It’s also important to look at Honour Based Violence putting the LGBT community at risk. This could occur if someone who identified as LGBT is part of a family where same sex relations is considered a ‘sin’, this could put them at risk of violence due to this. Asylum seekers can also experience domestic abuse. For example, an asylum seeker might have to prove their same sex relationships to prevent being deported to a country where they could be persecuted for their sexuality. This relationship could become abusive resulting in the victim being trapped in this relationship due to fear of leaving. Another issue is ‘corrective rape’ or conversion therapies with the view of ‘curing’ sexual orientation.
It should be considered that domestic abuse can occur for the LGBT community via homophobia from someone who is cisgender/heterosexual which could happen within the family home including ‘dead naming’. This is a term for someone who is part of the Trans community being called the name assigned to them at birth to try and demean their sexual identity. Someone in an LGBT relationship might be forced to stay closeted by their partner who isn’t ready to come out yet. This could result in this person being isolated away from the LGBT community losing opportunities to make new friends. Another issue is coercion into taking part in ‘Chemsex’ by their partner putting them at risk of getting an STI/HIV.
SUM: Can society do more to tackle LGBT domestic violence?
Alice: Yes! Society as a whole needs to be more aware that Domestic Abuse doesn’t just occur in heterosexual relationships where the male is the perpetrator. It can happen in any relationship regardless of gender and sexuality. Society needs to not buy into the common myths surrounding abuse. Society needs to be aware that domestic abuse occurs in one in four women who identify as being lesbian or bisexual and almost half (49%) of males who identify as being gay or bisexual experience domestic abuse either within the family home or in romantic relationships! Not forgetting the shocking 80% of individuals who identify as Trans experiencing domestic abuse. These statistics can’t be glossed over and much more needs to be done to tackle domestic abuse for this group. Even by just being aware of these statistics means you are more likely to look out and notice the signs of an abuser and you now know that there are services like Rainbow Bridge can help. Services should try to be more inclusive, whether that’s being aware of appropriate language, having an LGBT flag visible to highlight that they are LGBT aware and accepting of this. I’m always happy to deliver awareness sessions to support this being done!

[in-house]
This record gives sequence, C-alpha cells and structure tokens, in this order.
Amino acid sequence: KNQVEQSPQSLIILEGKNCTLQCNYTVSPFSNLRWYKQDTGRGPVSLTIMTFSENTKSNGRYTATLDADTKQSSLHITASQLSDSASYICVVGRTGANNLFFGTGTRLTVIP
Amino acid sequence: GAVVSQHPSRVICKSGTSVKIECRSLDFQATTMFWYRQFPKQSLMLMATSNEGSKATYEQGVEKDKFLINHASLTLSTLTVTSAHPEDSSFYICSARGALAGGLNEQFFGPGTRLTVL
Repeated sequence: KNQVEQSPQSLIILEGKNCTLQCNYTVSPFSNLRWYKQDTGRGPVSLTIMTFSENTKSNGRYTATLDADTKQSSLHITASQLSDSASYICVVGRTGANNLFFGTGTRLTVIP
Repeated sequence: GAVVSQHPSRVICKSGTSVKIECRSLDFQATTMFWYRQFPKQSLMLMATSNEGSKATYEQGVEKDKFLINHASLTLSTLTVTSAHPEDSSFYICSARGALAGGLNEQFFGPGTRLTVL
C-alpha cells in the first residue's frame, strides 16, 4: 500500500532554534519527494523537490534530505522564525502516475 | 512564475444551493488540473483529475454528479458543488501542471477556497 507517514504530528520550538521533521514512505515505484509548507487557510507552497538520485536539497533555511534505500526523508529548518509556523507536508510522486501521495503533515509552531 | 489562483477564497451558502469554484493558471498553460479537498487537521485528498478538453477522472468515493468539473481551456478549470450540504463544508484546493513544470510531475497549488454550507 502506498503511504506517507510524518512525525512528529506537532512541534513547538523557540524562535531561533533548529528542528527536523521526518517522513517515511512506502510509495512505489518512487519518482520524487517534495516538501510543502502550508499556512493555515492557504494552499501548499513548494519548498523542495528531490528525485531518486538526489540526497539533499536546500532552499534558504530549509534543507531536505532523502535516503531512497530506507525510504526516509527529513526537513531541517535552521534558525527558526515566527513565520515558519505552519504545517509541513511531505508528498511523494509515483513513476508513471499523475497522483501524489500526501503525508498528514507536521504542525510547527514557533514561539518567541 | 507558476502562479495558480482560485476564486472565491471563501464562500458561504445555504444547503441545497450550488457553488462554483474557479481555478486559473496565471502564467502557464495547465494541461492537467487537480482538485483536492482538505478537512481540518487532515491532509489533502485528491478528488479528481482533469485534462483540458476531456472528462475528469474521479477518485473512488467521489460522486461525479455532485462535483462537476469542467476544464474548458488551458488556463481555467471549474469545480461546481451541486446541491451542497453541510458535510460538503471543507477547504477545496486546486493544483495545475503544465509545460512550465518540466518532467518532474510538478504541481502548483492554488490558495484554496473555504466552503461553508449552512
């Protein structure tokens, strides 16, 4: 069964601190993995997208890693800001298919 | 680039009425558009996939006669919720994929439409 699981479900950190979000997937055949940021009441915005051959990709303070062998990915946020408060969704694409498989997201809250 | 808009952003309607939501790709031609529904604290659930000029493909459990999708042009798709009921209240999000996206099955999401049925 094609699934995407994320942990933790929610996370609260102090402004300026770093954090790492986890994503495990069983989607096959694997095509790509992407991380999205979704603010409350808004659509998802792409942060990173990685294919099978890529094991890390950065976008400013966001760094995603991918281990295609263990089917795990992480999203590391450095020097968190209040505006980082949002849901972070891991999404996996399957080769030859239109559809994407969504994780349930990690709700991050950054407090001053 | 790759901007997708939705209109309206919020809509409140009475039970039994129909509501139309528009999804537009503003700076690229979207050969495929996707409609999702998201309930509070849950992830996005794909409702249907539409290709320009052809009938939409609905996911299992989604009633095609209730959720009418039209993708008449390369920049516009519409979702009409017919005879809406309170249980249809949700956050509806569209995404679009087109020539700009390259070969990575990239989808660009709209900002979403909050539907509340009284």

SUM: What do you hope your service can achieve?
Alice: As you can see, there are so many additional issues when tacking LGBT domestic abuse. By having an LGBT specific domestic abuse service, we are aware of these extra vulnerabilities towards abuse and understand the barriers this group might face in accessing support. Our service aims to help break down the stigma/misconceptions around domestic abuse and LGBT relationships, making people feel comfortable to come to us without fear of being judged. As a whole, the LGBT community are much less likely to seek help via mainstream services. By being LGBT specific, we hope that this will increase accessibility to support services for a community most vulnerable to experiencing domestic abuse. As we know, a lot of the LGBT community are less likely to report to the police due to fear of not being taken seriously. As we can advocate with them, we hope that this will promote an increase of domestic abuse being reported. Our main goal is to reduce the shocking statistics associated with domestic abuse in the LGBT community as much as we can.